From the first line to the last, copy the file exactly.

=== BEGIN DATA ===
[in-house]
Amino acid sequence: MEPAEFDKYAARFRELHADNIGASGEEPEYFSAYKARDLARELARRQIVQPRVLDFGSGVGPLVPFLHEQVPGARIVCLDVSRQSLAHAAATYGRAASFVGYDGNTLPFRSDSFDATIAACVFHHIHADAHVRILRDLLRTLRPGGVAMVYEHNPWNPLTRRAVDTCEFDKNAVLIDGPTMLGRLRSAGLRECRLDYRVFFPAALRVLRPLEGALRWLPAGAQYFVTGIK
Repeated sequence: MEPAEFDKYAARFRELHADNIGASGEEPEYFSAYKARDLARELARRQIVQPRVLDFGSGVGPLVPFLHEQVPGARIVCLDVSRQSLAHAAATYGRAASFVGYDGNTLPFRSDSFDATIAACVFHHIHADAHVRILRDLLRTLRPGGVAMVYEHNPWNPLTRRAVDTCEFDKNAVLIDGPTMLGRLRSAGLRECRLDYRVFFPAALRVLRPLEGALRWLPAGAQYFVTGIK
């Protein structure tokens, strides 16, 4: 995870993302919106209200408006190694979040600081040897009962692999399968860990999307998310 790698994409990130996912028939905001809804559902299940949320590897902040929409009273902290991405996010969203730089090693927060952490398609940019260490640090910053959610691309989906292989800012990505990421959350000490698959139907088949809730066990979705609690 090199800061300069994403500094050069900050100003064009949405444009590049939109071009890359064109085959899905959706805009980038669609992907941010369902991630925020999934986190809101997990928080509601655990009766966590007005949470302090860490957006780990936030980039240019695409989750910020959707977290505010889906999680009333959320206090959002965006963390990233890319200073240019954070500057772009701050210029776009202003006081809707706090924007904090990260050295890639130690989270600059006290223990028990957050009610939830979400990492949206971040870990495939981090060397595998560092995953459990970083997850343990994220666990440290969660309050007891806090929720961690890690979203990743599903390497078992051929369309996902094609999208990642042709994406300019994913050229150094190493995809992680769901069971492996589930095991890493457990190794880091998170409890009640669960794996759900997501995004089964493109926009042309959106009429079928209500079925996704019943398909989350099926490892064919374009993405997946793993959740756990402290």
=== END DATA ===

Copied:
[in-house]
Amino acid sequence: MEPAEFDKYAARFRELHADNIGASGEEPEYFSAYKARDLARELARRQIVQPRVLDFGSGVGPLVPFLHEQVPGARIVCLDVSRQSLAHAAATYGRAASFVGYDGNTLPFRSDSFDATIAACVFHHIHADAHVRILRDLLRTLRPGGVAMVYEHNPWNPLTRRAVDTCEFDKNAVLIDGPTMLGRLRSAGLRECRLDYRVFFPAALRVLRPLEGALRWLPAGAQYFVTGIK
Repeated sequence: MEPAEFDKYAARFRELHADNIGASGEEPEYFSAYKARDLARELARRQIVQPRVLDFGSGVGPLVPFLHEQVPGARIVCLDVSRQSLAHAAATYGRAASFVGYDGNTLPFRSDSFDATIAACVFHHIHADAHVRILRDLLRTLRPGGVAMVYEHNPWNPLTRRAVDTCEFDKNAVLIDGPTMLGRLRSAGLRECRLDYRVFFPAALRVLRPLEGALRWLPAGAQYFVTGIK
């Protein structure tokens, strides 16, 4: 995870993302919106209200408006190694979040600081040897009962692999399968860990999307998310 790698994409990130996912028939905001809804559902299940949320590897902040929409009273902290991405996010969203730089090693927060952490398609940019260490640090910053959610691309989906292989800012990505990421959350000490698959139907088949809730066990979705609690 090199800061300069994403500094050069900050100003064009949405444009590049939109071009890359064109085959899905959706805009980038669609992907941010369902991630925020999934986190809101997990928080509601655990009766966590007005949470302090860490957006780990936030980039240019695409989750910020959707977290505010889906999680009333959320206090959002965006963390990233890319200073240019954070500057772009701050210029776009202003006081809707706090924007904090990260050295890639130690989270600059006290223990028990957050009610939830979400990492949206971040870990495939981090060397595998560092995953459990970083997850343990994220666990440290969660309050007891806090929720961690890690979203990743599903390497078992051929369309996902094609999208990642042709994406300019994913050229150094190493995809992680769901069971492996589930095991890493457990190794880091998170409890009640669960794996759900997501995004089964493109926009042309959106009429079928209500079925996704019943398909989350099926490892064919374009993405997946793993959740756990402290």